One of the great benefits of biological control is its relative safety for human health and the environment. Most negative impacts from exotic species have been caused by undesirable organisms contaminating imported goods, by travelers carrying in pest-infested fruit, by introduced ornamentals that escape cultivation and become weeds, and by poorly conceived importations of predatory vertebrates like mongooses. These ill-advised or illegal importations are not part of biological control. To avoid these problems, biological control researchers follow regulations and work with relatively host-specific insects.

Help preserve our environment and avoid introducing exotic new pests.

Do not bring uncertified fruit, plants, or soil into California. Take unfamiliar pests to your county agricultural commissioner or Cooperative Extension office for identification.


Although many animals prey on pest insects or mites, not all can be relied upon to reduce a pest population enough to protect plants. The most effective natural enemies are often relatively host specific, feeding on a single pest species or a group of similar pests such as aphids or scales. Good examples include predatory mites, most parasitic wasps, and syrphid flies. Very general predators such as praying mantids are often likely to kill as many beneficials as pests and thus rarely provide effective control.

Synchronization of the life cycle and environmental requirements of the pest and natural enemy also determine the effectiveness of biological control. Natural enemies that do not arrive or become abundant until after pests are very abundant may not prevent serious damage to plants. Conversely, a parasite or predator with multiple annual generations, that can attack a broad range of life stages of the pest and can feed and reproduce when pest populations are low or moderate, will likely be a more effective natural enemy.

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How to avoid Pesticide Spray Drift

Pesticide spray drift is the physical movement of spray drops from the intended target to any non-target territory and objects. Drift is not just about crop detriment; it can negatively impact farm workers, organic crops, the general public, beehives, gardens, aquatic areas and other sensitive habitats, even if the effects are not immediate or obvious.

Pesticide labels vary with regard to information on spray drift management. Some labels give a detailed list of required drift management techniques. Labels may specify a maximum wind speed in which to spray, or simply indicate not to apply under windy conditions. Labels may also require an “adequate” or specific size buffer zone between the target site and sensitive sites, such as areas occupied by humans, animals or susceptible vegetation.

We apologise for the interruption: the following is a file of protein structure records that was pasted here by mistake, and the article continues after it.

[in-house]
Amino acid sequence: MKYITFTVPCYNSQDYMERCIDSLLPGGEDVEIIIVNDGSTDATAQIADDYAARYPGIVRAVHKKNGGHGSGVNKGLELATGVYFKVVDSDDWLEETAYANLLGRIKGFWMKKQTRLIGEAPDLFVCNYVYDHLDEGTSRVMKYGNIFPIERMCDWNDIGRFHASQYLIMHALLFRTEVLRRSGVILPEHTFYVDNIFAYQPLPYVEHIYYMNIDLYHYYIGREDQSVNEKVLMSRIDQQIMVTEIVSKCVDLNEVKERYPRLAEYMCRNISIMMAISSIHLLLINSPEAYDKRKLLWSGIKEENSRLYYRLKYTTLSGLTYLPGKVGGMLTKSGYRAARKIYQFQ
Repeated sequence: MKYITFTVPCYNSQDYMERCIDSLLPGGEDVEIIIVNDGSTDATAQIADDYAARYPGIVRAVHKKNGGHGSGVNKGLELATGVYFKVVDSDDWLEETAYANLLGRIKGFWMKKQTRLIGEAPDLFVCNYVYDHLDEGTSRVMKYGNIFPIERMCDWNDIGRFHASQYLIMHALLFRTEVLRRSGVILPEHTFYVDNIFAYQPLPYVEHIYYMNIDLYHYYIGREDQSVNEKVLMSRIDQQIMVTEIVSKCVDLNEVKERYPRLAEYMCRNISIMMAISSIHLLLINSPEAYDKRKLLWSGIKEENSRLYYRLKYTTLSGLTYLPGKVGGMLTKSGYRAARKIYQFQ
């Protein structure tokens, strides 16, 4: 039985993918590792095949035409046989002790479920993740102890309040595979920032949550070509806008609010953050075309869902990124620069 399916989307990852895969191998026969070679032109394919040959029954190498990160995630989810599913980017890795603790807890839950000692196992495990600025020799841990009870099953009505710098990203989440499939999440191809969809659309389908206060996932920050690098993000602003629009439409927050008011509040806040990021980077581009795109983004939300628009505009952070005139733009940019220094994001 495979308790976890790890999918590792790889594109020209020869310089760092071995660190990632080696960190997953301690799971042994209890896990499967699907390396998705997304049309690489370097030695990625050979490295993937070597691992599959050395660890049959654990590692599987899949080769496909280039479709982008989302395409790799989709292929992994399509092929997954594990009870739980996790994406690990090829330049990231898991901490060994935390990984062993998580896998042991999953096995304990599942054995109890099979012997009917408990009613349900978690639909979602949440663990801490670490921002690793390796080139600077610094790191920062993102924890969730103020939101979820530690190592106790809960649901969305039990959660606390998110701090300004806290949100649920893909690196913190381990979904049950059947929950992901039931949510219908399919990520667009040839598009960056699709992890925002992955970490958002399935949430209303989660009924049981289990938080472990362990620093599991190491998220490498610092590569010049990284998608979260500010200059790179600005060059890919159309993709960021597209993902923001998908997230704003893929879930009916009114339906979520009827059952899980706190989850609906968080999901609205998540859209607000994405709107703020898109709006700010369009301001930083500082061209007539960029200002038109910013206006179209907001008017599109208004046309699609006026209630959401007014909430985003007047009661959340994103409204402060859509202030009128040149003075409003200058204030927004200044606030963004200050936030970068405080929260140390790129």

The discussions continue on how prevent spray drift. A growing number of registries in certain states enable applicators to determine the location of sensitive crops in close proximity to their planned treatments. Application technology and buffer size calculations are also becoming more complicated, but ultimately it is the applicator who must take every necessary precaution.

There is no one technique that can minimize spray drift. The applicator must consider the non-target sites downwind of the application, location of buffers, weather conditions and application equipment. Follow all government regulations and label directions and carefully evaluate the following:

Non-Target Sites. Know what is downwind of your application – not only on your land, but on neighboring land as well. A small amount of spray drift to a tolerant, labeled crop on your land is very different than drift to a sensitive crop or to anything on someone else’s ownership. If possible, make the application when the wind is blowing away from any non-target site of concern.

Buffers. Establish buffers, which are areas or strips of land intended to intercept spray drift. At times, a specific buffer size will be required by the Environmental Protection Agency (EPA) when it approves the label; in other instances, the need for buffers will be assessed by the applicator based on professional judgment and local conditions. Tolerant fast-growing trees, grassed buffer strips and non-performing field borders are examples of buffers that can be positioned downwind of areas that will be treated. Know the effectiveness of the buffer as well. For example, a tall, continuous buffer of tolerant trees will provide much better protection from drift than a narrow strip of low-growing grass.

When no buffer exists (or an existing buffer is insufficient under the particular application conditions), create the needed buffer by leaving a portion of the target site untreated. The size and location of this “flexible” buffer is determined on an application-by-application basis by considering all the factors influencing spray drift potential.